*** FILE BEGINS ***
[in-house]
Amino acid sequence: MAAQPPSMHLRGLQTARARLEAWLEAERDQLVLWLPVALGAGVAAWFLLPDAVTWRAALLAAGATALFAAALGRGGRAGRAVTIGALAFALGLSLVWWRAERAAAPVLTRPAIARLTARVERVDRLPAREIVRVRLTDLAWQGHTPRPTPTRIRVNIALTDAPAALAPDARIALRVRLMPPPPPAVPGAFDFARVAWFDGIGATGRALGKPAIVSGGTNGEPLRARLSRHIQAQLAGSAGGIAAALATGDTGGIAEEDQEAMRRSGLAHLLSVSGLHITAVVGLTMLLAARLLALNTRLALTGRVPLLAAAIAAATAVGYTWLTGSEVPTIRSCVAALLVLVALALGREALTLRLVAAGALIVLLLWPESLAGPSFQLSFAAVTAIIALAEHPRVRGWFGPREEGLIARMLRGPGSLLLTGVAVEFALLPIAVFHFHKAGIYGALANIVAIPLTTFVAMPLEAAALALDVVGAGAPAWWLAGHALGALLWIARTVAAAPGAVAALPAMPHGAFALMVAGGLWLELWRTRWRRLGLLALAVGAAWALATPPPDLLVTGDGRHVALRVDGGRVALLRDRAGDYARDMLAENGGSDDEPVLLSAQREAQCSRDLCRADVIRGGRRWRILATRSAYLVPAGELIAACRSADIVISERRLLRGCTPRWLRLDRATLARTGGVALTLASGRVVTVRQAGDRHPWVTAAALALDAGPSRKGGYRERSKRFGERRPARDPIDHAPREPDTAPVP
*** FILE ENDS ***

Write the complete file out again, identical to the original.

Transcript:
[in-house]
Amino acid sequence: MAAQPPSMHLRGLQTARARLEAWLEAERDQLVLWLPVALGAGVAAWFLLPDAVTWRAALLAAGATALFAAALGRGGRAGRAVTIGALAFALGLSLVWWRAERAAAPVLTRPAIARLTARVERVDRLPAREIVRVRLTDLAWQGHTPRPTPTRIRVNIALTDAPAALAPDARIALRVRLMPPPPPAVPGAFDFARVAWFDGIGATGRALGKPAIVSGGTNGEPLRARLSRHIQAQLAGSAGGIAAALATGDTGGIAEEDQEAMRRSGLAHLLSVSGLHITAVVGLTMLLAARLLALNTRLALTGRVPLLAAAIAAATAVGYTWLTGSEVPTIRSCVAALLVLVALALGREALTLRLVAAGALIVLLLWPESLAGPSFQLSFAAVTAIIALAEHPRVRGWFGPREEGLIARMLRGPGSLLLTGVAVEFALLPIAVFHFHKAGIYGALANIVAIPLTTFVAMPLEAAALALDVVGAGAPAWWLAGHALGALLWIARTVAAAPGAVAALPAMPHGAFALMVAGGLWLELWRTRWRRLGLLALAVGAAWALATPPPDLLVTGDGRHVALRVDGGRVALLRDRAGDYARDMLAENGGSDDEPVLLSAQREAQCSRDLCRADVIRGGRRWRILATRSAYLVPAGELIAACRSADIVISERRLLRGCTPRWLRLDRATLARTGGVALTLASGRVVTVRQAGDRHPWVTAAALALDAGPSRKGGYRERSKRFGERRPARDPIDHAPREPDTAPVP